This week the UK government realised that it doesn’t cut it to use a one-size-fits-all term for everyone who isn’t white. Then, with a breathtaking piece of conflation and oversight, government advisers abandoned a clear opportunity to make positive anti-racist progress.
The government commission on race and ethnic disparities has decided to scrap the use of the term “Bame” as it’s considered “unhelpful” by those it refers to. The commission’s report then goes on to offer the UK as an exemplar of inclusive best practice, concluding that we are not a racist country.
Along with others who’ve been lobbying for change, I’m definitely raising a glass in celebration of the decision to stop using a term that erases identity and labels us all as a “problem”. But my joy falls flat with the rest of the race disparities unit’s conclusions.
Last year Inc Arts ran our #BAMEOver campaign to eradicate the use of the acronym. Ours was just one voice among many: there’s been #AbolishBame, #ByeByeBAME and countless others – highlighting the strength of feeling for a term created by others about people “not like them”. We created a statement to help people navigate the language of terminology.
We argued – like the commission itself does – that the issues of racism are not uniform. We pointed out that the difference in educational attainment is one such example where it’s vital to look further into what is going on in our schools beyond the clumsy and ineffectual categorisation of all non-white students as “Bame” students. Somehow it’s this evidence that has been amplified as proof of the absence of institutional racism in our schools.
In a summary of the report released on Wednesday, the unit concludes that because students of African and Indian heritage have higher than average education outcomes at GCSE level, this is proof that we’re no longer a racist society. It concludes that there are “some pockets” of racism in society, most significantly online, but that institutional racism doesn’t exist.
It ignores the redoubtable research by the University of Aberdeen that points out what the university’s researchers dubbed “the white working-class paradox” – that despite this group performing least well in education they outperform their ethnically diverse peers in employment and social mobility opportunities.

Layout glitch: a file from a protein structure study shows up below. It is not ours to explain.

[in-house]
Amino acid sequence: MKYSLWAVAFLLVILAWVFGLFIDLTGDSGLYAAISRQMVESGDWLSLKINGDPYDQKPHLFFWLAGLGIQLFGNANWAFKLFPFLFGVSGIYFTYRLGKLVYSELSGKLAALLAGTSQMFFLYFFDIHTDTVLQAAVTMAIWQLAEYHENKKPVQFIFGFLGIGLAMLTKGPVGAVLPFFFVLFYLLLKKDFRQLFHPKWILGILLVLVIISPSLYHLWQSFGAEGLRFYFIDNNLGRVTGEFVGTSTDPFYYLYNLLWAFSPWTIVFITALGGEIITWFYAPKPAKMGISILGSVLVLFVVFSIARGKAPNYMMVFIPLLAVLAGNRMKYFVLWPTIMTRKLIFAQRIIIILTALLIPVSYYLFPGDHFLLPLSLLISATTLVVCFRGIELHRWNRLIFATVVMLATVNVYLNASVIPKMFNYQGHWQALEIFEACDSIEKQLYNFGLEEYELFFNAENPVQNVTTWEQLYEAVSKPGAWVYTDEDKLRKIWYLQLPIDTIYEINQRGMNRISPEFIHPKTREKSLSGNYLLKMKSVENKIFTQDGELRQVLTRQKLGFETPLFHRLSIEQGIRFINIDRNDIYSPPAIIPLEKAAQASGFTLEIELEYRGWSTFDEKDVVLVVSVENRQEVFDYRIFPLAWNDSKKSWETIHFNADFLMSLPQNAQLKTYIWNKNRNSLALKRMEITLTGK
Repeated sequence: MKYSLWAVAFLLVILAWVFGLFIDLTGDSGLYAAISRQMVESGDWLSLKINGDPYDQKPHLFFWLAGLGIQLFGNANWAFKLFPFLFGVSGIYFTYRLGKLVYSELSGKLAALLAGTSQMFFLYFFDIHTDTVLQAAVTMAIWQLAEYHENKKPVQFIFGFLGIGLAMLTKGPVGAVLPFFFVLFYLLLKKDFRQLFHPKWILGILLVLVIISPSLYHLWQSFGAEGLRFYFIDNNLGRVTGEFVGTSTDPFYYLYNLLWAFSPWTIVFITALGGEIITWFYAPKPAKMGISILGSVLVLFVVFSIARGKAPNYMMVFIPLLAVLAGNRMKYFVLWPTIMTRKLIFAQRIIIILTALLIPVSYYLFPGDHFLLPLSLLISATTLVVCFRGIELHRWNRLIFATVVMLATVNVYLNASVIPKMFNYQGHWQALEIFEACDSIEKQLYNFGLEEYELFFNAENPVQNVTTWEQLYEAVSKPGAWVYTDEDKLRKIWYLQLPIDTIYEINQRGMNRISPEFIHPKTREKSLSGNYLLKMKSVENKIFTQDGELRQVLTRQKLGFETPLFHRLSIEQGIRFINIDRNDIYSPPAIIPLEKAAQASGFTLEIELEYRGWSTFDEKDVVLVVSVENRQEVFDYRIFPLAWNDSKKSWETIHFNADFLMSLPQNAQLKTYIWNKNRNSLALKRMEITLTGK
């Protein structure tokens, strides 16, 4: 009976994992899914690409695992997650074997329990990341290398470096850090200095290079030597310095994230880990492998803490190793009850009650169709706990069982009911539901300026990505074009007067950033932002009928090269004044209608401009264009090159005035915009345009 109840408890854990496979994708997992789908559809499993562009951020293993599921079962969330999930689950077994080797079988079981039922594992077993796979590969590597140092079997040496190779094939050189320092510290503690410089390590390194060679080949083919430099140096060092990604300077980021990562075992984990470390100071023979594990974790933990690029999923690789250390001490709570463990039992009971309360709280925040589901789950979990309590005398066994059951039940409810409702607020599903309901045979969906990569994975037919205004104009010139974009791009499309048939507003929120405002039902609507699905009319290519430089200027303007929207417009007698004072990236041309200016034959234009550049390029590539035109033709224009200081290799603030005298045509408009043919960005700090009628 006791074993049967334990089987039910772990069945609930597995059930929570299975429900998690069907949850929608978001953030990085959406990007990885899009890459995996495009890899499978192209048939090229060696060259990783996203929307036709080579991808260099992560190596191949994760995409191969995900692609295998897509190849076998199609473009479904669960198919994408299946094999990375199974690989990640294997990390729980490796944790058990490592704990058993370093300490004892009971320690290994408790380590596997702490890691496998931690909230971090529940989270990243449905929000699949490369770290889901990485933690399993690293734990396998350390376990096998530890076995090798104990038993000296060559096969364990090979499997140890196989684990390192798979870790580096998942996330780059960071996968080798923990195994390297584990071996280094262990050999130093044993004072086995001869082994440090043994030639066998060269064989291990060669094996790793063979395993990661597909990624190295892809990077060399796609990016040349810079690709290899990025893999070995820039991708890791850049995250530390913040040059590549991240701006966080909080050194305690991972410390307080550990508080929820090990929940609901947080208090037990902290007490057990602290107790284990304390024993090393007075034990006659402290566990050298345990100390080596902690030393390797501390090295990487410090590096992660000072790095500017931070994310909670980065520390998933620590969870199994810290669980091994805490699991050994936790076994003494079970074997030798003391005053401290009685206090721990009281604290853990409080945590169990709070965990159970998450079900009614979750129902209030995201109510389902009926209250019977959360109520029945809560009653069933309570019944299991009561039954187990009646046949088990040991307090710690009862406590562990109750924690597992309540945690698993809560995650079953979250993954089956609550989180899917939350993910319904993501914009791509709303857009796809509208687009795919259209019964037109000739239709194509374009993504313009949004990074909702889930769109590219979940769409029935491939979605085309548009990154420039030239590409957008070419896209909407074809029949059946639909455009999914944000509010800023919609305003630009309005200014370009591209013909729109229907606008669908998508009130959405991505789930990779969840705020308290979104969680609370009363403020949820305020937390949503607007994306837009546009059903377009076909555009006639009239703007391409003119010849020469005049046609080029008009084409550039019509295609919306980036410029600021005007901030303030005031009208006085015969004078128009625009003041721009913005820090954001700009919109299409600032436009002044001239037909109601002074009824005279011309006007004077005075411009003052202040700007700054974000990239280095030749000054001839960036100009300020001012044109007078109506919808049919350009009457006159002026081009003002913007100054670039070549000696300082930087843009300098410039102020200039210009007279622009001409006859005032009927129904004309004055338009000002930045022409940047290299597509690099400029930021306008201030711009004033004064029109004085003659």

The unit’s conclusions ignore what’s going on at every stage of interaction with our justice system from the arrests through to sentencing. The MacPherson report, following the murder of Stephen Lawrence in 1993, identified institutional racism more than 25 years ago. Wednesday’s report threatens to erase its findings, which are still relevant today, and the long fight by Baroness Doreen Lawrence and her family to seek redress within our criminal and justice system.
Wednesday’s report overlooks what’s happening in GP surgeries and hospitals – from ethnically diverse people having a higher likelihood of fatality from coronavirus, right through to the increased chance of black women dying in childbirth. It ignores recent Office for National Statistics data on redundancies during the pandemic, and how these have landed disproportionately on ethnically diverse people. The summary of the report seeks to minimise the evidence that people who are not white are more likely to be paid less – irrespective of their qualifications.
There are huge swathes of UK society where people from African and Caribbean heritage, and those from Asian diasporas, are woefully underrepresented and marginalised. A roll call of senior leadership – from FTSE 500 companies to the third sector, and pretty much anywhere else you look – provides evidence that ethnically diverse people are not represented anywhere close to our proportionate presence in the UK.
We cannot make the decision to change the use of one term, while continuing to use another unhelpful term, “minorities”, with abandon. If you continue to use the term “minorities”, you explicitly signal that the matters pertaining to this group are of a lesser priority than those of the “majority”.
Language is important but action is even more so. Racism is nuanced and complex. Sharp focus is needed on individual identity, and sharp action on stopping racist outcomes – through investment, and fair redress through the use of the Equalities Act.
Most of all we need all of us to take an active part in learning and understanding, and not use a report to absolve us all of our complicity in upholding systemic inequity.
Amanda Parker is the founder of Inc Arts UK
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